UH is served
up its share of
Congress dishes out moreBy Pete Pichaske
research funds to the isle school
than any other
Phillips News Service
WASHINGTON -- The university that has received more special funding from Congress in the past five years than any other school is not Harvard or Yale or Princeton. It's the University of Hawaii.
The annual survey of "academic pork" by the Chronicle of Higher Education, published this week, found that UH has been showered with $71.9 million in specially earmarked congressional funds since 1995 and an additional $137.2 million in shared funds.
Both amounts are the highest of the approximately 250 schools that compete for research money.
For this year, the survey found, UH's share was $3.5 million -- not even enough for the top 25. But the school will receive $16.1 million in shared funding, again one of the highest totals in the country.
"For a state of its size, Hawaii obviously has done disproportionately well in getting earmarked money out of Congress," said Doug Lederman, deputy managing editor for the weekly Chronicle of Higher Education.
The states and schools that have done well, the survey found, tend to have senior lawmakers on Congress' powerful appropriations committees, where education funds are earmarked. And Hawaii Sen. Daniel Inouye is both the senior Democrat on the Senate Appropriations Committee and a vigorous proponent for Hawaii universities.
"I think that probably speaks for itself," said Lederman.
UH officials concede Inouye's help, but say it's not the only reason they get federal money.
"There's no question having a senator of Sen. Inouye's stature helps in raising the profile of the university," said UH spokeswoman Cheryl Ernst.
"But we also feel we have some real strengths in areas that merit federal attention. We certainly feel the federal dollars are deserved."
She said the school also does well in earning federal money that is awarded competitively.
Inouye, meanwhile, made no apologies for helping UH, which he said cannot compete with schools like Harvard for peer-reviewed grants.
"We're not in that league," he said.
"I've felt it was about time forgotten University of Hawaii got its fair share."
Inouye also noted, "no one has ever challenged any one of these grants by suggesting the University of Hawaii was not qualified to carry out the grant."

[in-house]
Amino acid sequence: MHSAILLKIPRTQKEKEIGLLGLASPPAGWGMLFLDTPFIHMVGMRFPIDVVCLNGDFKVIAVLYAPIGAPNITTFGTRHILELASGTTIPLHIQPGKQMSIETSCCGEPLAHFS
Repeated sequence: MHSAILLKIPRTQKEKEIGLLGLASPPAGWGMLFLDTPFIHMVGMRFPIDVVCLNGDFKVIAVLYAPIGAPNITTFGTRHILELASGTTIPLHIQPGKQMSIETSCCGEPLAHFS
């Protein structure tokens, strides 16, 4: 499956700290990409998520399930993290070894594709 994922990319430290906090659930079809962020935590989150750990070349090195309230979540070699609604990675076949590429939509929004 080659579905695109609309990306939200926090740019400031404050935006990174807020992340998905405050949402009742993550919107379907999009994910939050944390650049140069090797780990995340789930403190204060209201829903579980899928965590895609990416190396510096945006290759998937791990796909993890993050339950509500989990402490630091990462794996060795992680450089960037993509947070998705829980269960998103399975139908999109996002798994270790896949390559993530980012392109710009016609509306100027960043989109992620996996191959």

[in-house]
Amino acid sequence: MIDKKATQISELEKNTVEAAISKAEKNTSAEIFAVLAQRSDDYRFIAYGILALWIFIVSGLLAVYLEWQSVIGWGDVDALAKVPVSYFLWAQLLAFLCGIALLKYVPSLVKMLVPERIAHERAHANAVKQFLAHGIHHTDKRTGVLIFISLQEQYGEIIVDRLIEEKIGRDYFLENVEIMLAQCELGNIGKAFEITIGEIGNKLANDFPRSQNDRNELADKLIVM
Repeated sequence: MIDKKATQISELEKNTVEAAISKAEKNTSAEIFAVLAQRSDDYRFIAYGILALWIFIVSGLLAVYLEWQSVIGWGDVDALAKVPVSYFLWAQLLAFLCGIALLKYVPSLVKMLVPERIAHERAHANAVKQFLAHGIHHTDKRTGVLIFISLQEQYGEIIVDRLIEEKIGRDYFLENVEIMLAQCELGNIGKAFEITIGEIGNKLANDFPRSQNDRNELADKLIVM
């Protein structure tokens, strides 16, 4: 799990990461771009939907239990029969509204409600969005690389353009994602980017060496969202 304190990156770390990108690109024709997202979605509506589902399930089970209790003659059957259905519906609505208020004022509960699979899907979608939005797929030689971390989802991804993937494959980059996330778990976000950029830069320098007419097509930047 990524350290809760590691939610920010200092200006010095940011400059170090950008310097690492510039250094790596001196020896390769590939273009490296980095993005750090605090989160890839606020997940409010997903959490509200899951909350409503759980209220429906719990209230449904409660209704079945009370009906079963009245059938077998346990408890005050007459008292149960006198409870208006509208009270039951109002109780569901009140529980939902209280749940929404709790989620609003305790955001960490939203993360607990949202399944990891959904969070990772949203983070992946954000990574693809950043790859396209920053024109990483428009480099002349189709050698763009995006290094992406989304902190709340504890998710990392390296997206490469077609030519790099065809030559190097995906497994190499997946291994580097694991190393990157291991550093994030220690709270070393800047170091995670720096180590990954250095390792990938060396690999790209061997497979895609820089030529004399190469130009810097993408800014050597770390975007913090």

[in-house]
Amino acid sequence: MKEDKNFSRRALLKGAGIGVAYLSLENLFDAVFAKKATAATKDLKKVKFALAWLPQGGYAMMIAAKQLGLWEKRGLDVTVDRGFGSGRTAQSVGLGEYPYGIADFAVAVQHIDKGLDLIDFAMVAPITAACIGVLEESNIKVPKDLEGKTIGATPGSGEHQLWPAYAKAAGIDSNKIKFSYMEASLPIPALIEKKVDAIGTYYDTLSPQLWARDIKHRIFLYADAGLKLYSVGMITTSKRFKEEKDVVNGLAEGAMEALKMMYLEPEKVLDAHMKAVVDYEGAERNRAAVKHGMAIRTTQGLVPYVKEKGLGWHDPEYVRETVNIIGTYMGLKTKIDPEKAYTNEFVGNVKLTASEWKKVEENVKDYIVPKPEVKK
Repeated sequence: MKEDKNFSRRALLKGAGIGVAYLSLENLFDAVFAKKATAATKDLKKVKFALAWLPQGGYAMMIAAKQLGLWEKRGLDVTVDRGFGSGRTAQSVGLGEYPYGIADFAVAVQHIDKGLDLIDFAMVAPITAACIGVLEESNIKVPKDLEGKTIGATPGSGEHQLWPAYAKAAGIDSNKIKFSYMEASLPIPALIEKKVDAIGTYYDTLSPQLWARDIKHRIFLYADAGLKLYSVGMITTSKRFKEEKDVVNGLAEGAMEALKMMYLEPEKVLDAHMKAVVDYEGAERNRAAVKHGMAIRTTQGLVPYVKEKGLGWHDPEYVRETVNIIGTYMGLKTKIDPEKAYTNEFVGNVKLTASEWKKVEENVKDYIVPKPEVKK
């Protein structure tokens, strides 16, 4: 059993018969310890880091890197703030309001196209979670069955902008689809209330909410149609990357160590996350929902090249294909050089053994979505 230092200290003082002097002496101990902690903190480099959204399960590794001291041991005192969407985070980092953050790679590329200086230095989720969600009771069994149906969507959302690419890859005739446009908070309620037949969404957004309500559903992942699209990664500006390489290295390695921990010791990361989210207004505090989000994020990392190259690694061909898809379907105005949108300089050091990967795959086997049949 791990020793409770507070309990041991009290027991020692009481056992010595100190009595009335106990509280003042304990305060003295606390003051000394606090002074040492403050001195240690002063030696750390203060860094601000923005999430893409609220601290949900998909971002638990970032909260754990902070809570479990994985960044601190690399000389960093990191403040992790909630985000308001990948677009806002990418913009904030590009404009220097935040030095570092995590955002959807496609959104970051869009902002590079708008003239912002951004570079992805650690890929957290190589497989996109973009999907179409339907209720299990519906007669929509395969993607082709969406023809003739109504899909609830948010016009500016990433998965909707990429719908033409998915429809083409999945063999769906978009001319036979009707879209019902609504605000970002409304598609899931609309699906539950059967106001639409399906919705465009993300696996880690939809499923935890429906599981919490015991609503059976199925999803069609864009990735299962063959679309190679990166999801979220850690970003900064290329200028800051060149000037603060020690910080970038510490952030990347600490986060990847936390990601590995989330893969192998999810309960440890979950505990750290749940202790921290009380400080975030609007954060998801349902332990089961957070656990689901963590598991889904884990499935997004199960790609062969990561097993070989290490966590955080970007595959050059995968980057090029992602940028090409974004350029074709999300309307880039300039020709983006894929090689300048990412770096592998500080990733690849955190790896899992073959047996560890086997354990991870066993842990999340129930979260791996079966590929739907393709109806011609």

So-called academic pork -- money for specific projects awarded by Congress on a noncompetitive basis -- has long been controversial. While some say it is needed to fund valuable projects at less-established schools, critics say it substitutes political clout for objective review when handing out money.
"We feel it subverts the principle of reviewing research proposals on the basis of merit," said Peter Smith of the Association of American Universities. AAU has voted to oppose the practice, although some of its member schools accept earmarked money.
Nationwide, the survey found, the amount of academic pork reached a record $797 million this year, a 51 percent increase from the previous year.
The increase was credited to the budget surplus, a hurried budget process that opened the door to last-minute additions, and growing acceptance of the practice.
While Hawaii has traditionally done well in the hunt for such money, its five-year total is somewhat skewed by the $45 million set aside for an oceanography ship for UH two years ago.
The award, engineered by Inouye, was controversial at the time -- several oceanography experts questioned both the need for such a ship and the way it was funded -- and accounts for nearly two-thirds of the school's total since 1995.
But even without that high-priced project, UH would rank 11th among universities in individual earmarks and first in shared earmarks in the past five years. And Hawaii, as a state, would rank 20th among the states in individual money and second in shared money.
Counting the $45 million, the isles have received more money since 1995 than any state except California, Florida and Louisiana.